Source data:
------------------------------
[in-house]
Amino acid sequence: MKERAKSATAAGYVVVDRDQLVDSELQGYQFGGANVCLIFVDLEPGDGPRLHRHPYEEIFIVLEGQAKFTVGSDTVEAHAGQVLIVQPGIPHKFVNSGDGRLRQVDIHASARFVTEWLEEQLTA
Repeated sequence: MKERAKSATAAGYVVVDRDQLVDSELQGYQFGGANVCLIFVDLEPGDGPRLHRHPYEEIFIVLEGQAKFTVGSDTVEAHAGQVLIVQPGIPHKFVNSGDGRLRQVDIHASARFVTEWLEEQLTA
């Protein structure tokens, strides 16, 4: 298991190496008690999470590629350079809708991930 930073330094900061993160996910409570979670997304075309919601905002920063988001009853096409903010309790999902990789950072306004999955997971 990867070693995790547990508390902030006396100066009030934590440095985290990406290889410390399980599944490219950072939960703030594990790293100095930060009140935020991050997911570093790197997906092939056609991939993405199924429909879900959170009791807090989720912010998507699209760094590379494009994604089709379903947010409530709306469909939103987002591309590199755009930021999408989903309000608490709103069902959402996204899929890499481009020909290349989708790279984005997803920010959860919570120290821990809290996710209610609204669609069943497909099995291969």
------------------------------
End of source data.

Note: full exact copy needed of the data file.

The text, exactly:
[in-house]
Amino acid sequence: MKERAKSATAAGYVVVDRDQLVDSELQGYQFGGANVCLIFVDLEPGDGPRLHRHPYEEIFIVLEGQAKFTVGSDTVEAHAGQVLIVQPGIPHKFVNSGDGRLRQVDIHASARFVTEWLEEQLTA
Repeated sequence: MKERAKSATAAGYVVVDRDQLVDSELQGYQFGGANVCLIFVDLEPGDGPRLHRHPYEEIFIVLEGQAKFTVGSDTVEAHAGQVLIVQPGIPHKFVNSGDGRLRQVDIHASARFVTEWLEEQLTA
């Protein structure tokens, strides 16, 4: 298991190496008690999470590629350079809708991930 930073330094900061993160996910409570979670997304075309919601905002920063988001009853096409903010309790999902990789950072306004999955997971 990867070693995790547990508390902030006396100066009030934590440095985290990406290889410390399980599944490219950072939960703030594990790293100095930060009140935020991050997911570093790197997906092939056609991939993405199924429909879900959170009791807090989720912010998507699209760094590379494009994604089709379903947010409530709306469909939103987002591309590199755009930021999408989903309000608490709103069902959402996204899929890499481009020909290349989708790279984005997803920010959860919570120290821990809290996710209610609204669609069943497909099995291969």